Glass Buttes gets its name from the large amounts of obsidian in the area. There is so much obsidian that the BLM allows you to take up to 250 pounds of it home with your each year. There are about nine different colors of obsidian that can be found in the area. Serious rock hounders dig to find the colors that they want. The average person that just wants a few souvenirs can walk the along roads or the through the sagebrush and pick up pieces that were turned up by the road grader or just lying on the ground.

After collecting some obsidian we continued west and turned on to all gravel Fredricks Butte Road where we aired down our tires. We headed south to the Lost Forest and Christmas Valley Sand Dunes. We would spend the next three days driving on on a mix of dirt and gravel roads. Fredricks Butte Road is one of the main north/south roads to Christmas Valley to the Central Oregon Highway. It is heavily traveled by trucks hauling hay and other commodities that are grown in the area. If you drive the road be sure to watch for oncoming dust clouds that indicate an oncoming vehicle.

Lost Forest Research Natural Area is an ancient ponderosa pine forest. It is the remains of a forest that existed in a cooler and wetter time period. The trees managed to adapt to the changing climate that occurred over the past 3,200 years. The forest is about 40 miles from the closest other ponderosa pines in the Deschutes National Forest. Camping is allowed in designated areas only. It is weird to see the pines growing out of the desert sand.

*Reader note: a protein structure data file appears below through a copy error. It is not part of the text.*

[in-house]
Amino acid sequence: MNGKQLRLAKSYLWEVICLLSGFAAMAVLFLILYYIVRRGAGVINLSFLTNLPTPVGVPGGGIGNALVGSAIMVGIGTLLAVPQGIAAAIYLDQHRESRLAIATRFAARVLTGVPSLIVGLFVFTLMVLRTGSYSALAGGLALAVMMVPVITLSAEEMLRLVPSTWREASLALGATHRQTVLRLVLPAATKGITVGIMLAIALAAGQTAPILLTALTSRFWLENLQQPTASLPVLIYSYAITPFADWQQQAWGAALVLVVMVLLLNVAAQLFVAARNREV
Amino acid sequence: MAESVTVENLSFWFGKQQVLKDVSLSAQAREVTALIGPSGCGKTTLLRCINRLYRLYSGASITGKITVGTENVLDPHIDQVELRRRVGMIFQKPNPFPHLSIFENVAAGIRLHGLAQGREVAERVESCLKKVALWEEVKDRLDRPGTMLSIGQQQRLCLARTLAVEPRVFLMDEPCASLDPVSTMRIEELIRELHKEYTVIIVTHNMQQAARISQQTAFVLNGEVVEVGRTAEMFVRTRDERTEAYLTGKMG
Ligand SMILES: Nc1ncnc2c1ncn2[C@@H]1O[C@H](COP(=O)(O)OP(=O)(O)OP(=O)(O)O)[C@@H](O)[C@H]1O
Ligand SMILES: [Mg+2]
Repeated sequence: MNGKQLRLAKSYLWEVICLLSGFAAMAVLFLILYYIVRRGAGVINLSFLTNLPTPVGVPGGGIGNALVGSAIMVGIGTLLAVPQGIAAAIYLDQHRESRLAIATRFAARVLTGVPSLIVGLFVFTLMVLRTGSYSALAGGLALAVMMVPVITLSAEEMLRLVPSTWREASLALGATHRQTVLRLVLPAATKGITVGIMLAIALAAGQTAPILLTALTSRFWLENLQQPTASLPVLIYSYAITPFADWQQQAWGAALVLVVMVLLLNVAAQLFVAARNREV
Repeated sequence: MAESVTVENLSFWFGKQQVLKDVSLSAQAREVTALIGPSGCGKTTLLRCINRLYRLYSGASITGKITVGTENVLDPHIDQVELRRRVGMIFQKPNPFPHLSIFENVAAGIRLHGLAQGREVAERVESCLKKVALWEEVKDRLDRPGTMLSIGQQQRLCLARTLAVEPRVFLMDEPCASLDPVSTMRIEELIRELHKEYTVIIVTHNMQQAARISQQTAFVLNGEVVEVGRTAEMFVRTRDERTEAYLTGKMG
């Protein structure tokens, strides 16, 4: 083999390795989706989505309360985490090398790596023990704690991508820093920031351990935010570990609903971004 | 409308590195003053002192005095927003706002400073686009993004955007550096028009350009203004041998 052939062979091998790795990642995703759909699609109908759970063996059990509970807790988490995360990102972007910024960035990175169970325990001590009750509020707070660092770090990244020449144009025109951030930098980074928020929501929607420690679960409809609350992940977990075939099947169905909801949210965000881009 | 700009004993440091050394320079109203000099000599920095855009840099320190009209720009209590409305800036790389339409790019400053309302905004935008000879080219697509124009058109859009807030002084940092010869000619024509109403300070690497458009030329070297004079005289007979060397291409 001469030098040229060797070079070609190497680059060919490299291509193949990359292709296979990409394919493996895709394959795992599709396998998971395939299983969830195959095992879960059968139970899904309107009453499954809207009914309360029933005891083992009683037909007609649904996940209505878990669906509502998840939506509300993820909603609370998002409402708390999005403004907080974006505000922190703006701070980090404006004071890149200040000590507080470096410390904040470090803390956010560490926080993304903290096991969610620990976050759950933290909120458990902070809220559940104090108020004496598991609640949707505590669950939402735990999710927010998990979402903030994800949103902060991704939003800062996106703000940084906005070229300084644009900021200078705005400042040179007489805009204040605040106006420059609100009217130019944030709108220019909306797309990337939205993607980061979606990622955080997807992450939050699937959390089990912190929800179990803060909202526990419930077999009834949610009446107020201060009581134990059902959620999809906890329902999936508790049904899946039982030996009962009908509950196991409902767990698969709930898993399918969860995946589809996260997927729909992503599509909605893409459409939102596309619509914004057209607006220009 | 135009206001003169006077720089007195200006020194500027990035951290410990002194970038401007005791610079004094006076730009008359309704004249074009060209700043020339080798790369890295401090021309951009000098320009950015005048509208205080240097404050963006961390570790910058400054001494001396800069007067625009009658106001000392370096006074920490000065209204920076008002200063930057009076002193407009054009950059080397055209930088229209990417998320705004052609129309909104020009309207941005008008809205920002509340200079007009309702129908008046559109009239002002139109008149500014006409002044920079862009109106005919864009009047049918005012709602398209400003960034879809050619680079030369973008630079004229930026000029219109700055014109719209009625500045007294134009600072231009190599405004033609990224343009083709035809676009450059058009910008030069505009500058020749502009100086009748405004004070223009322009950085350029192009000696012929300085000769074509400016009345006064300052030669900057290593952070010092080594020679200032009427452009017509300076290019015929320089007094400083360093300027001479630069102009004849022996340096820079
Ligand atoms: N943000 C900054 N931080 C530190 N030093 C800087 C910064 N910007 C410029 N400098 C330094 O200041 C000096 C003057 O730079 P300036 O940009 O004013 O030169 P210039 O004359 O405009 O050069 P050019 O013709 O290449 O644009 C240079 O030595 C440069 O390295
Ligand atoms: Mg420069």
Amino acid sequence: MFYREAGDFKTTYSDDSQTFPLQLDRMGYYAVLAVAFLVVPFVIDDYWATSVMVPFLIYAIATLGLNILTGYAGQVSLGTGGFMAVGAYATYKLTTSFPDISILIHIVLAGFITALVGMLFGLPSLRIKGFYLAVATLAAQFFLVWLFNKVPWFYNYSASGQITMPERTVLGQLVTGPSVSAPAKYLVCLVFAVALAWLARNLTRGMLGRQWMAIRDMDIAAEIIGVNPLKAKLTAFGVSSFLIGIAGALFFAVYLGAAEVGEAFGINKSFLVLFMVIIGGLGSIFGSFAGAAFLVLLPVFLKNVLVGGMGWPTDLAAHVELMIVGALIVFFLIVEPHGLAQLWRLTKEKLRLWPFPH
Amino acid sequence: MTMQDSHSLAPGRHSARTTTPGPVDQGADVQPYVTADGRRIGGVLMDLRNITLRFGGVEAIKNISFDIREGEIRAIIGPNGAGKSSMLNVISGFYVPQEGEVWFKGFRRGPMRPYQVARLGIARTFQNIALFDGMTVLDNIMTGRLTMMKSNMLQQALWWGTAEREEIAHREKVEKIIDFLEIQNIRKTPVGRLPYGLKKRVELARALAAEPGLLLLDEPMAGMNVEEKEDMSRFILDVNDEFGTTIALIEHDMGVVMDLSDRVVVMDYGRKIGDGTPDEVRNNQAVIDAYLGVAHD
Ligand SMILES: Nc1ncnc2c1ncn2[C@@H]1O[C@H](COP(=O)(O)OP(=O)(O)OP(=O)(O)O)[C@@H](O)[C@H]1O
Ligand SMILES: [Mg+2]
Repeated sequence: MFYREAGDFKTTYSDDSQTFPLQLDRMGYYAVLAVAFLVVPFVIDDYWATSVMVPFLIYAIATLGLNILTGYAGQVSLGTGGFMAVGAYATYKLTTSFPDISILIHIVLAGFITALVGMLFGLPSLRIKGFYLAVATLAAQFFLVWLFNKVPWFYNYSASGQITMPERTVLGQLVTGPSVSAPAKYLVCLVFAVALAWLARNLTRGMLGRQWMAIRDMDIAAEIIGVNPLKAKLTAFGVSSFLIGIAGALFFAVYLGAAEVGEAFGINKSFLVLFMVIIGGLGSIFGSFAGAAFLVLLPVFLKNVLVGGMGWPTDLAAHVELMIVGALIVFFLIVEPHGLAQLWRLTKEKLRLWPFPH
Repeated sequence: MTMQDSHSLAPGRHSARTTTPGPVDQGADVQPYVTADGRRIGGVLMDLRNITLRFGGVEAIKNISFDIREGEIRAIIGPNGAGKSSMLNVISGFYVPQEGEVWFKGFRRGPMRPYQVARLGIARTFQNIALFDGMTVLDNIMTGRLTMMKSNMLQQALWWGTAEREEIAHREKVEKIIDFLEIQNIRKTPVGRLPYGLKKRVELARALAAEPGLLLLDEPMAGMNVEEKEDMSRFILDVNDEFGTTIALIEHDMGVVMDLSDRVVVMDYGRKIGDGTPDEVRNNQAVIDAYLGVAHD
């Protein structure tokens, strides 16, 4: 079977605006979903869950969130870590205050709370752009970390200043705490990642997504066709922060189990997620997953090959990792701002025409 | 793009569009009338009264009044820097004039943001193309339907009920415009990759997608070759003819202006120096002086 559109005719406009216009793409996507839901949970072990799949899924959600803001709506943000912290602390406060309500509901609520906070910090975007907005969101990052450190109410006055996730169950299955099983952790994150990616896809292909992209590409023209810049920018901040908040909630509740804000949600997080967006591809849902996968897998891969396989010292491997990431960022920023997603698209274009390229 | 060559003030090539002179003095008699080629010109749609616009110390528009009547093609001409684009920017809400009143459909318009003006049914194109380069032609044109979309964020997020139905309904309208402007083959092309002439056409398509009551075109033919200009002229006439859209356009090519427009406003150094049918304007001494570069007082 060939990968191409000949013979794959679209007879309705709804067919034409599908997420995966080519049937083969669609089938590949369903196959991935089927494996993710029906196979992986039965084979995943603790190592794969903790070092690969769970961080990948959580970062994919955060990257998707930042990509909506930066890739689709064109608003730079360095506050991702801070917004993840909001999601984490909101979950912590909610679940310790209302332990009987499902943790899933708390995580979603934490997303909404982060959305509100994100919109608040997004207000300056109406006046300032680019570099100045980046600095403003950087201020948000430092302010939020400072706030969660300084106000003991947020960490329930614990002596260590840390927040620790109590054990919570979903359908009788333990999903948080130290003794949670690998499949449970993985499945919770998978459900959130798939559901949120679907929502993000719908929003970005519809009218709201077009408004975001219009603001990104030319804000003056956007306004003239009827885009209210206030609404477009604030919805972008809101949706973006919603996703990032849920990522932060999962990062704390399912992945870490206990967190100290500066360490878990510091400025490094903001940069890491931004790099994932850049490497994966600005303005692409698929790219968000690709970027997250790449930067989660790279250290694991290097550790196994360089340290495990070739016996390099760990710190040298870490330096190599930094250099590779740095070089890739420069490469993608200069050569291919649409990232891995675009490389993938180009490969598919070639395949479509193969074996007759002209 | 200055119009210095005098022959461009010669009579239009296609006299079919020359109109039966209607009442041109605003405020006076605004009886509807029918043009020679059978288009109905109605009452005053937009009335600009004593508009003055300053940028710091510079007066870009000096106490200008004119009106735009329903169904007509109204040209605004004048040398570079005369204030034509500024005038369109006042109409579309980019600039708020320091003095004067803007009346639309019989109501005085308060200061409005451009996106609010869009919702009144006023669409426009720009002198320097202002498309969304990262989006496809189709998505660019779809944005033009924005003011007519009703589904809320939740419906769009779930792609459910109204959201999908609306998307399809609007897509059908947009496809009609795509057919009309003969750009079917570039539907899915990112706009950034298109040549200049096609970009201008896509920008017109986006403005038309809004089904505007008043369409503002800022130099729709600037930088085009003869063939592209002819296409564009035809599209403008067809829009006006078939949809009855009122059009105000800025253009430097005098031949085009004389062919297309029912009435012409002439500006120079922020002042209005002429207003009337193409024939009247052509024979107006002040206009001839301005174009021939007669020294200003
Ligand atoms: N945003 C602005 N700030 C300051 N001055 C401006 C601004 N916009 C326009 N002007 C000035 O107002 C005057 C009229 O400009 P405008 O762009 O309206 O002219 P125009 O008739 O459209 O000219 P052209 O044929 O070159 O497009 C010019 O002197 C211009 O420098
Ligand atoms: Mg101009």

The Christmas Valley Sand Dunes is just south of the Lost Forest. It is designated as an Area of Critical Environmental Concern (ACEC). The dunes are 60 feet tall and is the largest inland shifting sand dune system in the Pacific Northwest. When Mount Mazama exploded 7,000 years ago, creating Crater Lake, much of the ash and pumice from the eruption landed in what is now the Christmas Valley area. The winds gathered the ash and pumice to create the sand dunes. The dunes are a popular destination for off-highway vehicle enthusiasts with nearly 8,900 acres of the Sand Dunes are open to vehicles.

George, Chad, Bob and his daughters took some time to drive around the dunes while the rest of us made dinner and relaxed around the campfire. They had a great time. Due to all of the snow and rain this winter in Central Oregon the fire season had not yet started. This was the first time in many years that we could sit around a campfire on Memorial Day weekend.